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I feel like this is a rudimentary question but I'm very new to this and just haven't been able to crack it / find the answer.

Ultimately what I'm trying to do here is to count unique values on a certain column and then determine which of those unique values have more than one unique value in a matching column.

So for this data, what I am trying to determine is "who" has "more than one receipt" for all purchases, then determine the same information based on each product category.

My approach so far:

We have a dataset like this:

receipt,name,etc,category
1,george,xxx,fish
1,george,xxx,cat
2,george,xxx,fish
3,bill,xxx,fish
3,bill,xxx,dog
4,jill,xxx,cat
5,bill,xxx,cat
5,bill,xxx,cat
5,bill,xxx,dog
6,george,xxx,fish

So then I can do this:

df.set_index(['name','receipt'])

And get the more interesting

                etc category
name   receipt
george 1        xxx     fish
       1        xxx      cat
       2        xxx     fish
bill   3        xxx     fish
       3        xxx      dog
jill   4        xxx      cat
bill   5        xxx      cat
       5        xxx      cat
       5        xxx      dog
george 6        xxx     fish

At this point it feels to me like the data is easy to work with, but I haven't figured it out.

One thing that is interesting to me is that if I sort the data by name before indexing it, the data displays grouped by name. In both cases the index is the same, so I don't know how to play with the representation of the data after indexing.

It is easy to find the data by category using

>>> orders.loc[orders['category'] == 'fish']
                etc category
name   receipt
george 1        xxx     fish
       2        xxx     fish
bill   3        xxx     fish
george 6        xxx     fish

But what I can't figure out is how to tell pandas "Find me the list of names that have more than one receipt".

Smaller questions:

  • What is the "pandas way" to get the length of the names part of the index? I'm supposing I could just turn the name column into a set and get the length of that. But I'm curious about indexes.

Edit / Update

Thanks for those answers! Here is clarification on what I am looking for:

I'm trying to find "repeat customers": people with more than one receipt.

So my set of all customers would be:

names: ['george','bill','jill'], ratio: 1.0

My repeat customers:

names: ['george','bill'], ratio 0.66

All 'fish' customers:

names: ['george','bill'], ratio: 0.666

My repeat 'fish' customers:

names: ['george'], ratio: 0.333

I think the examples given look helpful, but feel free to add anything.

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  • $\begingroup$ can you post a desired (expected) resulting data set? $\endgroup$ – MaxU Nov 8 '16 at 23:13
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I think maybe you are looking for:

receipts_by_name_x_cat = df.groupby(['name','category']).count()

Or, if you just want the total across all categories:

receipts_by_name = df.groupby(['name']).count()

Then, you can search those who have more than one:

receipts_by_name[receipts_by_name['receipt']>1]

And, you can find the length of an index by typing:

len(df.index.get_level_values(0))

Assuming the name was the first index column (otherwise substitute 1, 2, etc.)

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  • $\begingroup$ This is extremely helpful. I worded my question wrong though. "More than one receipt" should be "More than one transaction, meaning they have more than one unique receipt." $\endgroup$ – Mr. Hasquestions Nov 10 '16 at 19:16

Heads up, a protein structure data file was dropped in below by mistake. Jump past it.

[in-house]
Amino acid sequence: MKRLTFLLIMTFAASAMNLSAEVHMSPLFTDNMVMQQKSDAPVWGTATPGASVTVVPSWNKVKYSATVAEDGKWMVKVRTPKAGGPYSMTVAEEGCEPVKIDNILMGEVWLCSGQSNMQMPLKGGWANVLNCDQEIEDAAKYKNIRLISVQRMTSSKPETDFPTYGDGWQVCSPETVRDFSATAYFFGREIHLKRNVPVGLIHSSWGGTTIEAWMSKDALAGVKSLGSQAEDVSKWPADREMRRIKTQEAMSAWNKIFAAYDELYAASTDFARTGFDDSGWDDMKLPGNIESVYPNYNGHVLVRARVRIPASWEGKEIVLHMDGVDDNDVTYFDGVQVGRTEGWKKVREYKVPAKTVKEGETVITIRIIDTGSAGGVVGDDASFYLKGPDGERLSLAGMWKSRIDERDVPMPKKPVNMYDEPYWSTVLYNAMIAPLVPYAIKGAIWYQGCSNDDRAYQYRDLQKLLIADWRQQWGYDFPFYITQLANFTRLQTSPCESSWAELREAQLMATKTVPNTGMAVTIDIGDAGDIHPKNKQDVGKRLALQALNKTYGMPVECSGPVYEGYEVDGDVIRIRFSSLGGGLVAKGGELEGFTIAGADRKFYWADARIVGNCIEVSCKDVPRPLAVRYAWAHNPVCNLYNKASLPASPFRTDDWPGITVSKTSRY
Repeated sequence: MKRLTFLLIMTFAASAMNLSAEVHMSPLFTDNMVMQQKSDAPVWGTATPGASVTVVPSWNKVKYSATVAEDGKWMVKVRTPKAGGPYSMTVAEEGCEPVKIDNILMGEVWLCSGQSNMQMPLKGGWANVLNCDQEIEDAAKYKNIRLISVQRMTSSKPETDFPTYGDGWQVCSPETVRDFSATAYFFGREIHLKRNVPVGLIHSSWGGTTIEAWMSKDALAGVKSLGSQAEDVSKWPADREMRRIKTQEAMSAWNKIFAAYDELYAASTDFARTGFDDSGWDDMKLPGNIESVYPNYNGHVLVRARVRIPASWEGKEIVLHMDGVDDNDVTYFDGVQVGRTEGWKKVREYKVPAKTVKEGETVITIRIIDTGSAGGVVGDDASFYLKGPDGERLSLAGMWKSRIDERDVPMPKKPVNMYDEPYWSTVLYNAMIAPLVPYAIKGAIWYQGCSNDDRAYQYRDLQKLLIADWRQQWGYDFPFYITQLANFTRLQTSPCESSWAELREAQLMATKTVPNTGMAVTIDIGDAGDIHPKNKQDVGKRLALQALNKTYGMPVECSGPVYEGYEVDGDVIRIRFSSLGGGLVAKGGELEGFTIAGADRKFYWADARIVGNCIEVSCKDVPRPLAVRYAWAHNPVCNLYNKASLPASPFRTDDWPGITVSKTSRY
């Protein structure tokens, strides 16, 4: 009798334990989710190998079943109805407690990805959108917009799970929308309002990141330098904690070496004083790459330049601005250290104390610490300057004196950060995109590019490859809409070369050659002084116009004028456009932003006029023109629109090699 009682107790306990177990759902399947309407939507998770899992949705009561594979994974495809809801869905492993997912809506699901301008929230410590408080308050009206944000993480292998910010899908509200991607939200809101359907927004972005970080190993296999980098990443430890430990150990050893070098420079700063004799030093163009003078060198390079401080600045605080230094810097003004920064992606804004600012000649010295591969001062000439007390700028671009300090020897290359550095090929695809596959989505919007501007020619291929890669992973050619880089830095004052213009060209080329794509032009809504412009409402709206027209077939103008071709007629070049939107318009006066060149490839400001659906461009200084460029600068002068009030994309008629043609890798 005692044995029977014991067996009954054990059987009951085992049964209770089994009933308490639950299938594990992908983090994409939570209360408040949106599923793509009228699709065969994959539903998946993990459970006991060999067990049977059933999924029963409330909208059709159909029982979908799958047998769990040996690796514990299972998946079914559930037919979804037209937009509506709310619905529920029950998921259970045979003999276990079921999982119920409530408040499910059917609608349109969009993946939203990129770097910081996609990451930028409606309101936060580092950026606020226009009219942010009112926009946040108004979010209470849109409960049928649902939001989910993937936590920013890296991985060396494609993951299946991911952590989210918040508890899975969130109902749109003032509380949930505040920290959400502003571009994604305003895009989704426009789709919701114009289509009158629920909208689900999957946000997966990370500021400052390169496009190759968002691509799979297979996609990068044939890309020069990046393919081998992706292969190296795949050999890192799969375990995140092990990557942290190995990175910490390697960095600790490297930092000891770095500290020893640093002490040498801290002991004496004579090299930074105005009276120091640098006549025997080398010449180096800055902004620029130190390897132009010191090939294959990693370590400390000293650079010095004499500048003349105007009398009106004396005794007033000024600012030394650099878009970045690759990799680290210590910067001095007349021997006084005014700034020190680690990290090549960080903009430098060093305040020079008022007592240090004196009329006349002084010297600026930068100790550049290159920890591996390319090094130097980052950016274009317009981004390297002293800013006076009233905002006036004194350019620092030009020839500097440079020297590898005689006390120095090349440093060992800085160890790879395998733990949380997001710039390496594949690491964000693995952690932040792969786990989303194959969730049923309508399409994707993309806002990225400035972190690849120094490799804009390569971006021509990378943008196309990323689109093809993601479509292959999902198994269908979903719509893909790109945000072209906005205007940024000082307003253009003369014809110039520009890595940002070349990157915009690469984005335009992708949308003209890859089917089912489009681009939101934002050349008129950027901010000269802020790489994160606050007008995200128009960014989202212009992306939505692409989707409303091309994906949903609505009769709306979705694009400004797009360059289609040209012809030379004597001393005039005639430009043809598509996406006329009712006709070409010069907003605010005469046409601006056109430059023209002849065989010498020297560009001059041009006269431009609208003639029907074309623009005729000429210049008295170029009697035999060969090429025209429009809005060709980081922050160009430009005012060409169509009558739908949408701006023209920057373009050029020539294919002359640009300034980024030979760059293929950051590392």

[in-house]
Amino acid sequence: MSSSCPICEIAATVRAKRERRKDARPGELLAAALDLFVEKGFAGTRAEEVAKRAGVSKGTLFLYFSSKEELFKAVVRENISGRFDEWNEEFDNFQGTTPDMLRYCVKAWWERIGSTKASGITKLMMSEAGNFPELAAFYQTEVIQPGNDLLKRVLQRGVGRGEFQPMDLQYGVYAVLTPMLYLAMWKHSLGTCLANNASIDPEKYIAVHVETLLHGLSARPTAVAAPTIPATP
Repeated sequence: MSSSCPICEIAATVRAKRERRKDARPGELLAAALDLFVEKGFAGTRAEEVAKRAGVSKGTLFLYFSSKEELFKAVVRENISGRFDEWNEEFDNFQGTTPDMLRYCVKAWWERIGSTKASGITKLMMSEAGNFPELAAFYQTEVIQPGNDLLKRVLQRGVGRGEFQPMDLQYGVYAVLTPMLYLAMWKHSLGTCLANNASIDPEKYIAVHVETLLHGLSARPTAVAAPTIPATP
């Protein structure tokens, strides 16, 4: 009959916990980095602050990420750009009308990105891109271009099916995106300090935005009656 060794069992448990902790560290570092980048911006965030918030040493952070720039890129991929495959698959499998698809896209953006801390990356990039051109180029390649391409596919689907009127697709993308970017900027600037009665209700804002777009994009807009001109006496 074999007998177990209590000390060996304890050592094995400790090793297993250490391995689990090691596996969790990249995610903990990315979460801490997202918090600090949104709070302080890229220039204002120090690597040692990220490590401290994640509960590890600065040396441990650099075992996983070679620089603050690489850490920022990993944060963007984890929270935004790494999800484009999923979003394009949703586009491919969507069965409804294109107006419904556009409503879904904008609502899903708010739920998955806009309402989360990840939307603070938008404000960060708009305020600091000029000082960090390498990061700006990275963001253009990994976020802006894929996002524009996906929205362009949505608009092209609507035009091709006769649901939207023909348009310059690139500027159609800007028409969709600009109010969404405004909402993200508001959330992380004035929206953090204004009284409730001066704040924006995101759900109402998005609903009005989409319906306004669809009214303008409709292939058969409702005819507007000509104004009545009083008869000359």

• $\begingroup$ Glad to hear it. Re: your question, how are the two different? what defines a unique receipt - is the 'receipt' column the receipt id? and the category is all the items they bought on that receipt? If so you can try receipts_by_name = df.groupby(['name']).unique() and then take the answer in the 'receipt' column, I think. You just need to apply a different groupby function. $\endgroup$ – atkat12 Nov 11 '16 at 17:35
  • $\begingroup$ Right, so one way of thinking about it is each row in the dataset represents a line item in a purchase, so the receipt is the "receipt ID" of that transaction. So for example, Bill bought two cat items during transaction #5 and he is responsible for transaction #2. So he is a "repeat shopper" but he is not a "repeat cat shopper" since his two cat purchases happened during the same transaction. $\endgroup$ – Mr. Hasquestions Nov 11 '16 at 21:58
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It's not quite clear what exactly are you trying to achieve (it would be helpful to understand your goals if you would post desired / expected data sets)...

But i'll try to guess ;)

Data:

In [100]: df
Out[100]:
   receipt    name  etc category
0        1  george  xxx     fish
1        1  george  xxx      cat
2        2  george  xxx     fish
3        3    bill  xxx     fish
4        3    bill  xxx      dog
5        4    jill  xxx      cat
6        5    bill  xxx      cat
7        5    bill  xxx      cat
8        5    bill  xxx      dog
9        6  george  xxx     fish

Setting virtual column count, showing # of rows grouped by name and filtering (querying) it using .query() method:

In [101]: (df.assign(count=df.groupby('name').receipt.transform('size'))
     ...:    .query("category in ['dog','cat'] and count > 1"))
     ...:
Out[101]:
   receipt    name  etc category  count
1        1  george  xxx      cat      4
4        3    bill  xxx      dog      5
6        5    bill  xxx      cat      5
7        5    bill  xxx      cat      5
8        5    bill  xxx      dog      5

or you can group by several columns and filter resulting groups:

In [102]: df.groupby(['name','category']).filter(lambda x: len(x) > 2)
Out[102]:
   receipt    name  etc category
0        1  george  xxx     fish
2        2  george  xxx     fish
9        6  george  xxx     fish
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